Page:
Our neighbors with pre-existing conditions and/or huge annual expenses — dialysis, chemo — need yet another approach. Ailing 75-year-old Ben on dialysis should acknowledge his premiums should be higher than those of 25-year-old marathonerTom.

But Ben should be allowed into a group policy where his costs can be absorbed by others in the pool. Also, all of us should be allowed to buy our policies through an association of our choice — an alumni group, our church or bowling league. This prevents our premiums from skyrocketing when we get hit with an expensive health issue as those costs spread to the pool.

These associations can create an efficient way of dealing with Ben’s high expenses by requiring that one Ben be added for every 100 healthy lives insured. This assumes only 1 percent of Americans are as costly as Ben.

In addition to reducing premiums by reducing underlying health care costs, which HSAs should achieve, we also need to restore annual and lifetime caps. This would allow significant reduction in premiums. But what happens to poor ol’ Ben when expenses exceed those caps?

Then a safety net comes into play. Almost all Republican plans include them, but they are called “high risk pools.” When Ben’s costs go beyond the caps, the state-administered safety net sends a check to the association where Ben’s coverage exists.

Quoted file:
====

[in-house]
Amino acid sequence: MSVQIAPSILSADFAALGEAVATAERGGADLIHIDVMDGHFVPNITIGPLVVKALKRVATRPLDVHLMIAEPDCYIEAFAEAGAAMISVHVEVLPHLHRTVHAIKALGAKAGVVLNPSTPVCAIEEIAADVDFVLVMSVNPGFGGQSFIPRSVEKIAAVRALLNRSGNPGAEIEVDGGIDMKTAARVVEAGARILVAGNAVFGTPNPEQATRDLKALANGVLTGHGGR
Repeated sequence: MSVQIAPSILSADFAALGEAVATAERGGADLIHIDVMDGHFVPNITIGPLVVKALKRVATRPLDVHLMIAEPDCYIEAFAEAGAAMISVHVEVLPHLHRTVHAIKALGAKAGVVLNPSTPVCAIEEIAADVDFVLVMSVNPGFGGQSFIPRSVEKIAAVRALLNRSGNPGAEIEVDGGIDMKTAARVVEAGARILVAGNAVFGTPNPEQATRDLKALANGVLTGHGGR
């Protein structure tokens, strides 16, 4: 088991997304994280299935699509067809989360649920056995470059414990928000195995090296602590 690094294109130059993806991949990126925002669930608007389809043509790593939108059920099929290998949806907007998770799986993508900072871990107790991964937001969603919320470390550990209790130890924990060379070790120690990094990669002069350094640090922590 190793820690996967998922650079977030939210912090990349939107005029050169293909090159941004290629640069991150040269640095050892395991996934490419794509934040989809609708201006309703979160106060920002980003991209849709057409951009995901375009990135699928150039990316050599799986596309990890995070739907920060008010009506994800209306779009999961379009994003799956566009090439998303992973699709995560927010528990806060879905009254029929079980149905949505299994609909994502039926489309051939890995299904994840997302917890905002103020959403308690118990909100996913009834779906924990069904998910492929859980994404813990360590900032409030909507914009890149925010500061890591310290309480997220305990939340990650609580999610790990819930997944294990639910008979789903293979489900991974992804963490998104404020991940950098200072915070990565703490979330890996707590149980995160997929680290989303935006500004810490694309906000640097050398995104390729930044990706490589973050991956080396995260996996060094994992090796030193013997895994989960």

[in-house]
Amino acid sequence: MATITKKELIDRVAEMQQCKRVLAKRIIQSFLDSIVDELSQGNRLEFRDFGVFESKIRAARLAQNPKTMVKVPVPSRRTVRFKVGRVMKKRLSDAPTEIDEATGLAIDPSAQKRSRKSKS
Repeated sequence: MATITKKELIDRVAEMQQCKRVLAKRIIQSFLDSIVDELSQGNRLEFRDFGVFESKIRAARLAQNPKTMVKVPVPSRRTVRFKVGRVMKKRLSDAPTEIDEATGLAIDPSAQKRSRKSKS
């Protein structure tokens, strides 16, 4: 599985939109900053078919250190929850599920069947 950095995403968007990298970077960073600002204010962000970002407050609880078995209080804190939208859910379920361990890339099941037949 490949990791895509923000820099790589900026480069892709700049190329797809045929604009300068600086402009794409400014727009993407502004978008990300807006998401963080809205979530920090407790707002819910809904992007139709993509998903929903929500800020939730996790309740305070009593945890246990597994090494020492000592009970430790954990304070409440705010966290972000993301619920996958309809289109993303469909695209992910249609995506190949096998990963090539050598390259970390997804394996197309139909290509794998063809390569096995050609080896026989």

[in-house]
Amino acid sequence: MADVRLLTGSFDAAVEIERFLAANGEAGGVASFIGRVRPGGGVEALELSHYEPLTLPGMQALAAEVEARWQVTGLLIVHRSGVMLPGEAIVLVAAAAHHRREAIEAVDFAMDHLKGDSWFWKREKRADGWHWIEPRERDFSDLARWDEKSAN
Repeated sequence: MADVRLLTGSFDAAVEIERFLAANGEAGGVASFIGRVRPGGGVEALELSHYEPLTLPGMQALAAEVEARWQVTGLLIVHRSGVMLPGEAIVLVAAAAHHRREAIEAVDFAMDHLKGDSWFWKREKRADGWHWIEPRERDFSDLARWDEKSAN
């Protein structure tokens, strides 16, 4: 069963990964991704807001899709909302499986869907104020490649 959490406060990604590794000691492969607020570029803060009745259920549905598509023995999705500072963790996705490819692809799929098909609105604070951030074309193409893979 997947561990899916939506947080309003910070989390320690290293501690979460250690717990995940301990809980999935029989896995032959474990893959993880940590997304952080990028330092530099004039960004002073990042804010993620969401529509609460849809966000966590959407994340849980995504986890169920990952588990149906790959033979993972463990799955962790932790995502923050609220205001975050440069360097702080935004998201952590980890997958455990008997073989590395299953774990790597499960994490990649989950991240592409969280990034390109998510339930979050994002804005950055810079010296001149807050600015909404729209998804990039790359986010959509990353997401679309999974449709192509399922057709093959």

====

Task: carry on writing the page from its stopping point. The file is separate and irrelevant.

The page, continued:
Competition among healthcare providers is more important than competition among insurers to drive down premiums. But that trend is going the opposite way as hospitals gobble up orthopedic, cardiac and anesthetist groups and skin doctors. Medicare pays a cardiologist $200 for a cardiogram done in his office. When a hospital buys his practice they are allowed to attach a “facilities fee” of $700. How can we stop such increases?

More competition might also curb run away administrator salaries. One East Coast hospital pays $3.4 million to its top guy.

The president of Aetna, which is expected to survive, says insurance companies are in a “death spiral”; policy holders are dropping or being dropped.

But do not despair; here cometh Medishare. A friend and his wife now pay a $5,000 premium with a $10,000 deductible instead of costs totaling $32,000. Medishare is only open to professing Christians with Christian lifestyles, moderate drinking accepted.

Medical expenses are shared among members, akin to an insurance company. These arrangements were banned by Obamacare, but two were grandfathered. Why not allow others.

Building a “patient lobby” would help match the power of the aforementioned big players. We can make that happen.

Foster Friess founded Friess Associates, which grew to $15 billion in assets under management. He now promotes “return to civility” efforts. Twitter: @FosterFriess

Copyright © 2018 The Washington Times, LLC. Click here for reprint permission.

The Washington Times Comment Policy

The Washington Times is switching its third-party commenting system from Disqus to Spot.IM. You will need to either create an account with Spot.im or if you wish to use your Disqus account look under the Conversation for the link "Have a Disqus Account?". Please read our Comment Policy before commenting.


Click to Read More

Click to Hide